Experts Say Email Security is Unsafe With No Easy Fix
Email Security researchers revealed recently that the security used to protect emails so they can’t be read is not very safe, and cannot be reliably fixed, according to The Independent. Experts like the Electronic Frontier Foundation warn that consumers shouldn’t rely on secure emails to send or read messages, because they’re really not all that secure. There’s apparently a security vulnerability in PGP and S/MIME, two technologies that are very popular for making sure that emails can only be read by the people sending and receiving them. A lead researcher on the topic, Sebastian Schinzel, a professor of applied cryptography at the Muenster University of Applied Sciences, says “There are currently no reliable fixes for the vulnerability.” Read more here.
Many Australian Businesses Assume They Will Fall Victim to Email Fraud in the Near Future
In Proofpoint’s 2018 Understanding Email Fraud Survey, 2,250 senior IT decision makers across the U.S., U.K., France, Germany, and Australia were asked about their email fraud experiences from the last two years. 82 percent of leadership boards reportedly are concerned with email fraud, and over half consider it a top security risk. And they aren’t hopeful about future prospects. A whopping 80 percent of Australian businesses expect to fall victim to email fraud in the next 12 months, and many of them reported that they don’t have adequate protection against fraud in place currently.
Employees May Put Businesses At Risk For Email Security Issues
According to a recent global study by Dimensional Research, a business’s employees may be the weakest link in their cybersecurity processes. The study focused specifically on the current experiences that businesses have when it comes to staff behavior and associated email security risks. The study concluded that a business can have great email and cybersecurity processes and policies, but employees can still screw it up. Poor employee behavior — like carelessness, use of personal emails, and disregarding policies — can leave businesses vulnerable even at the most secure companies. Read the full story here.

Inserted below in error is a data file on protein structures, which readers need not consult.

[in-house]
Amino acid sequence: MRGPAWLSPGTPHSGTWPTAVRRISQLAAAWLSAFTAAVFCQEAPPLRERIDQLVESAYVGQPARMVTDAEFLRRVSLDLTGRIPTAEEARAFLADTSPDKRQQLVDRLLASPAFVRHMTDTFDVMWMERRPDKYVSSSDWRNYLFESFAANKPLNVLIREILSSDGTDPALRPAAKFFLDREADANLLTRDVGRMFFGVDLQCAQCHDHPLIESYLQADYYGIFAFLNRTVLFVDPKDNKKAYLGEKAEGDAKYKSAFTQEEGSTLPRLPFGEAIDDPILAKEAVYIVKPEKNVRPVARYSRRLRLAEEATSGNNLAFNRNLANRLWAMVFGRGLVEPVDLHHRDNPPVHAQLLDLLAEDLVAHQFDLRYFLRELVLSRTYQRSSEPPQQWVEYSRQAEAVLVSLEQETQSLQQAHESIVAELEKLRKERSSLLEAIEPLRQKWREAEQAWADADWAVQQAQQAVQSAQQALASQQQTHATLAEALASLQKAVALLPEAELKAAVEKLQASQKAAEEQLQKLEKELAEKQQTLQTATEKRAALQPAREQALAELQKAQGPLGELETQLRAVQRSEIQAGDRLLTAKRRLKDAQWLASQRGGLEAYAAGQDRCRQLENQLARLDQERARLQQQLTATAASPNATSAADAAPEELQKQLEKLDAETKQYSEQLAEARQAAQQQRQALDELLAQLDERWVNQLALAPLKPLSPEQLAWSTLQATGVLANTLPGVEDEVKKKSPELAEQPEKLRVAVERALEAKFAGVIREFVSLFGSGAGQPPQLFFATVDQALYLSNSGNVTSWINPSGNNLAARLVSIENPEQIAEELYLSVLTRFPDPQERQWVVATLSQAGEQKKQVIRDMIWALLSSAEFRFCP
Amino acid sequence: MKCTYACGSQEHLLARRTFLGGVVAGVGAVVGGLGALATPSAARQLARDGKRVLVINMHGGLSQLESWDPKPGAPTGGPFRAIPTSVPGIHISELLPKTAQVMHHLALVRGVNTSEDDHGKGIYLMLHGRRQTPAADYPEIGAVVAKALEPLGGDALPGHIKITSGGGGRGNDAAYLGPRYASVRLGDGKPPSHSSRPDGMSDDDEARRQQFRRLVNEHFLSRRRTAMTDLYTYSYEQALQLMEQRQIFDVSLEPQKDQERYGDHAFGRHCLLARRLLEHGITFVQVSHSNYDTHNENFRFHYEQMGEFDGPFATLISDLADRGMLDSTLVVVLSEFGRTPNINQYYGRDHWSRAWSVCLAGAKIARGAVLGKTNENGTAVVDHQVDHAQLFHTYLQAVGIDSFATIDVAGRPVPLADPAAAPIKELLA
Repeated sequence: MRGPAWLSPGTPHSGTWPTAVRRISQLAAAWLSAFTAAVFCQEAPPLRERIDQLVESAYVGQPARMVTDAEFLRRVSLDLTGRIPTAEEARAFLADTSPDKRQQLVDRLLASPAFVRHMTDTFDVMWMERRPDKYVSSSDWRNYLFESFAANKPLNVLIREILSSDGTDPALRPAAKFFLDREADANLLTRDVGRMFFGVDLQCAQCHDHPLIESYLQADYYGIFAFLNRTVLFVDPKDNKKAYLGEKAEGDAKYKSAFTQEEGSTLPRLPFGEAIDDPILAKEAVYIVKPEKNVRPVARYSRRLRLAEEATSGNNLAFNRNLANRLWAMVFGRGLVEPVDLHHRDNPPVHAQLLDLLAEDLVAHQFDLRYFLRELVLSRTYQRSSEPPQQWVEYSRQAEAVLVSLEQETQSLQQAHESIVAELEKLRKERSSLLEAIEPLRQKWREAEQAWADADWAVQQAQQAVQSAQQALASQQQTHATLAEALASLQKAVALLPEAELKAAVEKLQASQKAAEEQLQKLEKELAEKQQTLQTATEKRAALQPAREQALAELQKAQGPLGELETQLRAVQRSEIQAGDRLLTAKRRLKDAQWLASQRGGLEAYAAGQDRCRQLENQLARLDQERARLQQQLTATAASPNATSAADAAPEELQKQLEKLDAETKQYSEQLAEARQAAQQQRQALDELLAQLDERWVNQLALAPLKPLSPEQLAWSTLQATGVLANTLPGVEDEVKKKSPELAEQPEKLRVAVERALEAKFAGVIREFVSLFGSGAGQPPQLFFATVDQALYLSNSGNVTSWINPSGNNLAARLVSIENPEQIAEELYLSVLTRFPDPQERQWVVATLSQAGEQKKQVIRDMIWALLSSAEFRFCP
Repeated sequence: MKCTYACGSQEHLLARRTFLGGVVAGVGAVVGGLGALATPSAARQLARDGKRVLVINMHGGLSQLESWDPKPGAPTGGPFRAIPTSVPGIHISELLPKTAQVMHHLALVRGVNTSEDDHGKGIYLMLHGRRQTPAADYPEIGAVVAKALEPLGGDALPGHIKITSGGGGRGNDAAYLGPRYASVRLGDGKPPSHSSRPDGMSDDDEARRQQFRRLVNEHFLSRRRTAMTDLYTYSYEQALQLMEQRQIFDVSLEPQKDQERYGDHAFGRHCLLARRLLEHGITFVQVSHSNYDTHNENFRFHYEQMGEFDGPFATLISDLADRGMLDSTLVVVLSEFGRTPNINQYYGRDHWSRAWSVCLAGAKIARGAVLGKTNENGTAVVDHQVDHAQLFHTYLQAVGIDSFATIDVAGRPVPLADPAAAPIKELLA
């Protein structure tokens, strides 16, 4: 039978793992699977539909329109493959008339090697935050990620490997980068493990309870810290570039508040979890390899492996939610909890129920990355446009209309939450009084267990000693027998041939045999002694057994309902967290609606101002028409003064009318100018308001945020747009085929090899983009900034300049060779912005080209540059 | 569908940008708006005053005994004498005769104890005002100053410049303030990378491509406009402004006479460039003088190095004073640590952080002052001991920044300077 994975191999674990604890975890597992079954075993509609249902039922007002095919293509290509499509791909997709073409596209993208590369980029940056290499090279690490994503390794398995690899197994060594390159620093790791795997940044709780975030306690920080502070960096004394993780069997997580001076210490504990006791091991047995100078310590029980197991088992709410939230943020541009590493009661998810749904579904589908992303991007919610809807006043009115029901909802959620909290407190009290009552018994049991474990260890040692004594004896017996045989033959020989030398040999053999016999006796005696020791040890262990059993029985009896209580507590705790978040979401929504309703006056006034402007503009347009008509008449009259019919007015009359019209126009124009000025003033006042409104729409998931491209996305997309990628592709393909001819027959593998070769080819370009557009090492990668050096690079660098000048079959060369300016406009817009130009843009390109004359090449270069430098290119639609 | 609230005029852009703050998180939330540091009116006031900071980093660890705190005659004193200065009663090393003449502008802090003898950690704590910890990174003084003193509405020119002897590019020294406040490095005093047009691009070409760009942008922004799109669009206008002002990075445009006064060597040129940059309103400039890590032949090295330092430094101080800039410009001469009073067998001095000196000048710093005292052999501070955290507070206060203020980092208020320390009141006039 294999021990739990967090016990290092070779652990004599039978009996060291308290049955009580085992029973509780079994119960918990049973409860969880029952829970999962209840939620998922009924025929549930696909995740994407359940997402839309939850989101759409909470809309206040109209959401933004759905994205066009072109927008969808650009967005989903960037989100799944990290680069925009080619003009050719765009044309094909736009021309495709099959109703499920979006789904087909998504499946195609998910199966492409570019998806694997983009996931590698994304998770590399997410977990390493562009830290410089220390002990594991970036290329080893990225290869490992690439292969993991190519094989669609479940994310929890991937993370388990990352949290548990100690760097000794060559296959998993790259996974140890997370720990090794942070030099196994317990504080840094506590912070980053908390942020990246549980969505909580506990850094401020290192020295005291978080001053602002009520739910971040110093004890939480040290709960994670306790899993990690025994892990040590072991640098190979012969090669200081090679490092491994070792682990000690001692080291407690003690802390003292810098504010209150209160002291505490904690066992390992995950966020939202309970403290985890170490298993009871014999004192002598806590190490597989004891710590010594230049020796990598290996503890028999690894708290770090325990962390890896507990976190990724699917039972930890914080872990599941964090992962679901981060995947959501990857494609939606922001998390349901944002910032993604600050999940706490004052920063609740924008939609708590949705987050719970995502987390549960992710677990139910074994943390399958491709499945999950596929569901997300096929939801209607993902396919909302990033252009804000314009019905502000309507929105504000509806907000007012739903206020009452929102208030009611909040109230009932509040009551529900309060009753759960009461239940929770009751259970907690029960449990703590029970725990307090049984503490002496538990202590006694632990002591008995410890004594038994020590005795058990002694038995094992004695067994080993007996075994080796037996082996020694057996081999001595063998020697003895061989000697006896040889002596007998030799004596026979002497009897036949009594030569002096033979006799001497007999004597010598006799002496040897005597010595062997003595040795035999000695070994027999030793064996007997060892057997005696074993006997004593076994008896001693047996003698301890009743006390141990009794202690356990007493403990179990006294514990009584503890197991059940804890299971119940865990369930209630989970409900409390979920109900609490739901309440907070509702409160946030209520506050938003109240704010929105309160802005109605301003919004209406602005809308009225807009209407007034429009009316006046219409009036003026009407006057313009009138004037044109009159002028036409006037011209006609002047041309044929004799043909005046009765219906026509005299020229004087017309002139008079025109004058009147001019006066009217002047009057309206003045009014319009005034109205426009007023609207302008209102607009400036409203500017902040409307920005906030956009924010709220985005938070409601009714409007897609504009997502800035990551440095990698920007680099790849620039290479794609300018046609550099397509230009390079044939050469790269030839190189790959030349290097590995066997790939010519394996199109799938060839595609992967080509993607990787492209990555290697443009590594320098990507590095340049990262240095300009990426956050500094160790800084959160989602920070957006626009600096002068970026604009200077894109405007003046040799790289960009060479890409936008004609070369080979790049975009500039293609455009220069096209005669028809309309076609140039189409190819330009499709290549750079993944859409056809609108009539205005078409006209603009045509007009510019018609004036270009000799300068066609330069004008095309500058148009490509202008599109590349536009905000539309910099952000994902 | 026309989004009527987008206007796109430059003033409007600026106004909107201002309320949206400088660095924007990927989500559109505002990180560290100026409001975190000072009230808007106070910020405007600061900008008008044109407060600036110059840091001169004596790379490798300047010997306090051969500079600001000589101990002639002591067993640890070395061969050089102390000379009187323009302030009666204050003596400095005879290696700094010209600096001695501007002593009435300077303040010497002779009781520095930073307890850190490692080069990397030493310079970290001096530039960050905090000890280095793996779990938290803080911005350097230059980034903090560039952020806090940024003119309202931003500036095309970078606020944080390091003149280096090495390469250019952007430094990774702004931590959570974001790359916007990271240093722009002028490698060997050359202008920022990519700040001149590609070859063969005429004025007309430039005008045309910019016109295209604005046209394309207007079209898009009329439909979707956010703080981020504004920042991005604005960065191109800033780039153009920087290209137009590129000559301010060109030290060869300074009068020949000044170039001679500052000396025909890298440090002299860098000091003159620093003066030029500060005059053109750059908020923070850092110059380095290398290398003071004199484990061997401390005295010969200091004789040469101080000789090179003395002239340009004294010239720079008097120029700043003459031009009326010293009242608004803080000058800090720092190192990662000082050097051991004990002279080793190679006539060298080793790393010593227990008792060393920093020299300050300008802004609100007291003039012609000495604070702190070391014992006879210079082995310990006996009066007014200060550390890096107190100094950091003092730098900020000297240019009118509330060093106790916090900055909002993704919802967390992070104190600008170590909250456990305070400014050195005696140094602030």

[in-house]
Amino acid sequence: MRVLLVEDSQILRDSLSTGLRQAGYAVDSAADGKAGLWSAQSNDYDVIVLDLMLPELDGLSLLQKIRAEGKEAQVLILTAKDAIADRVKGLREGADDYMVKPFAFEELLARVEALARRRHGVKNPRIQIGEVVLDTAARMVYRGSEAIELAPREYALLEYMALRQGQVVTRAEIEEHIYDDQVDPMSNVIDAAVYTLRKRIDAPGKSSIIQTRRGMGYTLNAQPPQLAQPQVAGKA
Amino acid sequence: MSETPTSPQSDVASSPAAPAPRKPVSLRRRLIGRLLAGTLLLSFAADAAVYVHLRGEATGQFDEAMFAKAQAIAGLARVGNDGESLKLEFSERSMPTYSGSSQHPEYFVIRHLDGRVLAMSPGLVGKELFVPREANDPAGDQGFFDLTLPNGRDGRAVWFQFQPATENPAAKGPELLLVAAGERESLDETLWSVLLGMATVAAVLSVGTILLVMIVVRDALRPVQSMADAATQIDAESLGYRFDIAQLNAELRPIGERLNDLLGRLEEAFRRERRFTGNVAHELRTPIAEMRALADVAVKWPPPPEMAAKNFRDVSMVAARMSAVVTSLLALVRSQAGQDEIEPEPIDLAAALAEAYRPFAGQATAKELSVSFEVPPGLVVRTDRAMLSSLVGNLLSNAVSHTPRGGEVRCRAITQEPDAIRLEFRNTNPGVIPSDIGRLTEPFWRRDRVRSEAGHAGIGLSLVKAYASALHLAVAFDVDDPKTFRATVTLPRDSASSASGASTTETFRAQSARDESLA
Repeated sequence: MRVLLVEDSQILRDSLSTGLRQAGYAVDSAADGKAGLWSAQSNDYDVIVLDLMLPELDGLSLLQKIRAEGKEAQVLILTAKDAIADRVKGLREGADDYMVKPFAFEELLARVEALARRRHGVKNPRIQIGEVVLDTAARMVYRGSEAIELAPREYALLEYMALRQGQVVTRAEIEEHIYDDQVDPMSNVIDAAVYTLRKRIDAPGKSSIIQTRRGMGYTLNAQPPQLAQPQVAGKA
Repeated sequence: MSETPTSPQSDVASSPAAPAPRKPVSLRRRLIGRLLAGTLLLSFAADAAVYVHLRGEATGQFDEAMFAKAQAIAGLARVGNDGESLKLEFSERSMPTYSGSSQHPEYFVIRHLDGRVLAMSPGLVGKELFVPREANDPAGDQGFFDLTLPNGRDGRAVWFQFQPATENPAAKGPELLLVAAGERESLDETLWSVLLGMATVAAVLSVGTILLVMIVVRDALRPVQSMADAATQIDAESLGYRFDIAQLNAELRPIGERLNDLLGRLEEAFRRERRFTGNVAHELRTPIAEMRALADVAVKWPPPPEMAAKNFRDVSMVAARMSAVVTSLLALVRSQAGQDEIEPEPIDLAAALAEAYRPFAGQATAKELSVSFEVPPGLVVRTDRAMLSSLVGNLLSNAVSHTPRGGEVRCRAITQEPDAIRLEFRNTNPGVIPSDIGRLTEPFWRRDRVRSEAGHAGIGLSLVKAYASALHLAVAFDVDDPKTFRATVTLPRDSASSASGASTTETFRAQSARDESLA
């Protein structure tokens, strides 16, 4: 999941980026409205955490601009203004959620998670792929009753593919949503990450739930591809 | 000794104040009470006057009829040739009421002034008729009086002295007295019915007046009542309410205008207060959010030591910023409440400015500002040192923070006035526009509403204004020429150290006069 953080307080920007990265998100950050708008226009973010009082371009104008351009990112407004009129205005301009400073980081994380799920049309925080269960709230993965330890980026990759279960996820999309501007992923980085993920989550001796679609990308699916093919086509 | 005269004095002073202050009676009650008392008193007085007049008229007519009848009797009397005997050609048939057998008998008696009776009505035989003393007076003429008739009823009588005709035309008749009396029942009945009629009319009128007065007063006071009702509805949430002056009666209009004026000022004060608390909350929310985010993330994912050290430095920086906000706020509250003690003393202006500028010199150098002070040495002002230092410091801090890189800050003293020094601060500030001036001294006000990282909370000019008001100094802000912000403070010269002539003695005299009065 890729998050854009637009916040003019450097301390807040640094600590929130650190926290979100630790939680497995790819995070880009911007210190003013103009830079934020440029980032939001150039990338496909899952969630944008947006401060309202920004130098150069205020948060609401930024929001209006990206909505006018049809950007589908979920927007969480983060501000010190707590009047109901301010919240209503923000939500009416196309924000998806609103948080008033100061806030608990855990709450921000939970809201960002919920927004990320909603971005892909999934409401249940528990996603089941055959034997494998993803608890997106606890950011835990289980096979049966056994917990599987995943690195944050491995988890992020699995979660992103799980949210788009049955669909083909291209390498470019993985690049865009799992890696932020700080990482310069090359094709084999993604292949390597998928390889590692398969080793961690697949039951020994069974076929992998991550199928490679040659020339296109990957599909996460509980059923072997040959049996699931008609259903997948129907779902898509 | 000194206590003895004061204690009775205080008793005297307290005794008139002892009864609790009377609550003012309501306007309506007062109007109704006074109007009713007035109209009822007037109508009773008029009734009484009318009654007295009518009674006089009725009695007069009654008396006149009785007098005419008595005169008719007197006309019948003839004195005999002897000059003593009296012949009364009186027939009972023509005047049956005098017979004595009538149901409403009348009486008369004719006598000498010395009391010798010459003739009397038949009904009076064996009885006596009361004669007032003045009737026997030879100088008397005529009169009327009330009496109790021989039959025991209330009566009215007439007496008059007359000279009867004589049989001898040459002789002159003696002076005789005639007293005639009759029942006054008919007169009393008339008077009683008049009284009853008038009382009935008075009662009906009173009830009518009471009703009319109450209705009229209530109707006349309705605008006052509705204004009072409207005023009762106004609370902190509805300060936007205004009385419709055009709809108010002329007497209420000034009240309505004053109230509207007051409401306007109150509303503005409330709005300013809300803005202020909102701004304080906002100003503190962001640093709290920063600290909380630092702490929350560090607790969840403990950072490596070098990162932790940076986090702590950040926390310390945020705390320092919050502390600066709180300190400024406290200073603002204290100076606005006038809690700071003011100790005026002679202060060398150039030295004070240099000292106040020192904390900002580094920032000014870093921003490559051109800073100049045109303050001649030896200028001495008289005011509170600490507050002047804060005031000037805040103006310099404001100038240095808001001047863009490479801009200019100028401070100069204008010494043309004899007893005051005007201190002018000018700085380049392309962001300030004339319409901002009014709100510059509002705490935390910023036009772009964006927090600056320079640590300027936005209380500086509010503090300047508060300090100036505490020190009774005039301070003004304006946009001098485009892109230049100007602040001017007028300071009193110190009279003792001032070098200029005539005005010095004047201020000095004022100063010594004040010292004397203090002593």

Genealogy Service MyHeritage Leaked 92 Million Email Addresses and Passwords
On Monday, June 4, Genealogy service MyHeritage reported on its blog that a security researcher found 92 million email addresses and hashed passwords of its users on a private external server. The website has 96 million users worldwide, so the breach impacted most of the MyHeritage user base. Omer Deutsch, MyHeritage’s CISO, says MyHeritage has not detected abnormal activity related to the leaked accounts, and that the leak was limited. An information security response team has been set up to deal with the breach, which reportedly did not impact family tree and DNA data.